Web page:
There are some simple steps which can offer peace of mind to the elderly and their families. The key is to act in good time as legal documents need mental capacity to be valid. If mental capacity is lost, someone will need to apply to the court of protection, This is costly, time consuming and often worrying.
Wills are top of the list for most elderly clients. Clients often want to avoid care fees but this is not always possible. Councils can take assets into account if they have purposely been given away to avoid care fees. There are some changes which can be made to the way property is owned which, when coupled with will, can help elderly couples shelter property. minimise money lost to care fees.
I regularly see how useful powers of attorney can be when caring for elderly parents. Everyone should give sincere consideration to putting them in place. Just having the conversation about them often provides reassurance and guidance for family members.
I offer a package when powers of attorney and a will are produced at the same time.
Marriage is a good time to think about getting your affairs in order. Any previous will is usually revoked on marriage unless it was set up in a specific way to account for future marriage. I’m happy to look at your will for free to see if it needs reviewing.
If you have a previous spouse named in your will and you get divorced, any gift to them will no longer be valid. I can set up a new document while you are divorcing. I will rewrite it for free after any financial agreement relating to the divorce is reached. Divorce is a time of great change and usually needs thoughtful consideration when making a will.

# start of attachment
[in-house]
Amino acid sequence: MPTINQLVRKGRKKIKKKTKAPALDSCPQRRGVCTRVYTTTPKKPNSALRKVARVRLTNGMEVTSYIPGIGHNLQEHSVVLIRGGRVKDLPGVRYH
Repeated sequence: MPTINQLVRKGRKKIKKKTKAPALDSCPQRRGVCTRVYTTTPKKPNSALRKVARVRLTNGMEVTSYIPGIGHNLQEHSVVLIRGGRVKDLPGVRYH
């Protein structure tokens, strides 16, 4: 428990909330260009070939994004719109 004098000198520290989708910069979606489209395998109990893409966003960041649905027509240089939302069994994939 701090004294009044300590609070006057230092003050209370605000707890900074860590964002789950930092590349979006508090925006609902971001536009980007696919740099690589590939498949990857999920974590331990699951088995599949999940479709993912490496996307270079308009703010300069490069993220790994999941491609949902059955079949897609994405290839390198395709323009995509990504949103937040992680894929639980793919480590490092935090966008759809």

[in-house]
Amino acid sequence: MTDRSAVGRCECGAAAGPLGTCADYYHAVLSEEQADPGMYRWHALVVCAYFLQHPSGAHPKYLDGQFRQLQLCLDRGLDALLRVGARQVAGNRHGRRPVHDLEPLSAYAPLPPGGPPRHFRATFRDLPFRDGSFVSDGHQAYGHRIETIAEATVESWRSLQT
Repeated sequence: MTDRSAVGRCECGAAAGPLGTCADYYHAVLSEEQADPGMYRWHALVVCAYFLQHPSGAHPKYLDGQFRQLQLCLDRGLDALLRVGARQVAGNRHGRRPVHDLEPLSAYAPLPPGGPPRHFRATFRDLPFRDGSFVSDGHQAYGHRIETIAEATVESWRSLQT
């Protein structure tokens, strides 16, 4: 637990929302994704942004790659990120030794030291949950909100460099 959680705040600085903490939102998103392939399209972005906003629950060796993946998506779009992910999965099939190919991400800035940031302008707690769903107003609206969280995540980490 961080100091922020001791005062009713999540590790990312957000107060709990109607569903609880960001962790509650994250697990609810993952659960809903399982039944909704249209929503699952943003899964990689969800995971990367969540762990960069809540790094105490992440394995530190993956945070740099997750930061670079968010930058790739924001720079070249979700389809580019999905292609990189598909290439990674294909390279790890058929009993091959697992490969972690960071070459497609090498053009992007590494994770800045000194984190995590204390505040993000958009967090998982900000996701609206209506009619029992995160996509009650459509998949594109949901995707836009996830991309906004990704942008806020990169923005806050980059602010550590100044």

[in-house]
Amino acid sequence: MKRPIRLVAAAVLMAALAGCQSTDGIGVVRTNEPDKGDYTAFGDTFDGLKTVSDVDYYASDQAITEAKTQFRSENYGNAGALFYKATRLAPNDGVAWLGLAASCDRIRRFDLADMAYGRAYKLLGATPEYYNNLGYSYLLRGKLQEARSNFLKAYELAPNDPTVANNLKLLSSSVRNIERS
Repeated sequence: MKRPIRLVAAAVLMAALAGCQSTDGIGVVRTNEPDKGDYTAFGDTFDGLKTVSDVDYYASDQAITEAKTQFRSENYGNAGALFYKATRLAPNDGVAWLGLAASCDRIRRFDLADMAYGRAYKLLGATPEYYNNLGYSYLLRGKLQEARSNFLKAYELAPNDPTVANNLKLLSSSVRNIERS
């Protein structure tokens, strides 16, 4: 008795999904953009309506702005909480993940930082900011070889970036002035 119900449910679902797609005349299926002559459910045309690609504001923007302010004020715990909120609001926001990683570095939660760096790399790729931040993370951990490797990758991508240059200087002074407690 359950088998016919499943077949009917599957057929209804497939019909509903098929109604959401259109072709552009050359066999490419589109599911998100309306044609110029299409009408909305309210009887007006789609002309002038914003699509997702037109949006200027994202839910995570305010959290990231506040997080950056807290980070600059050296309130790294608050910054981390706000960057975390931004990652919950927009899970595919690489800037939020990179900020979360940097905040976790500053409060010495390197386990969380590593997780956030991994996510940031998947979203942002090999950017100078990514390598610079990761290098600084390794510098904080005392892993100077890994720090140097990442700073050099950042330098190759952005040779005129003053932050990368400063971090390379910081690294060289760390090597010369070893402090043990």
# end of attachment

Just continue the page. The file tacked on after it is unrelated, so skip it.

On second marriage it is imperative that you think carefully about where your assets would go as the situation can be complicated.
Stepchildren or blended families
Many of us now live in blended families with all the issues which can arise. I have direct experience of this myself and understand that it can be difficult to raise the issue of inheritance. There are often competing needs and I will assist sensitively, ensuring you can protect your loved ones. A life interest is something which many find very useful. It can allow a spouse or partner to continue living in the home, while securing any inheritance for children. This trust also protects a child’s inheritance against the possibility of remarriage by the surviving partner. If the survivor remarries any inheritance can be preserved for descendants and not pass inadvertently to someone else.
The law is not designed to help those who cohabit and still sees anyone in a co-habiting relationship as having very few rights. If you aren’t married and you wish your partner to inherit from you or even be able to stay in your shared home, you really need to be specific about this in a will. If it is left to chance there is no absolute right for a partner to inherit in the same way that there can be with a married couple.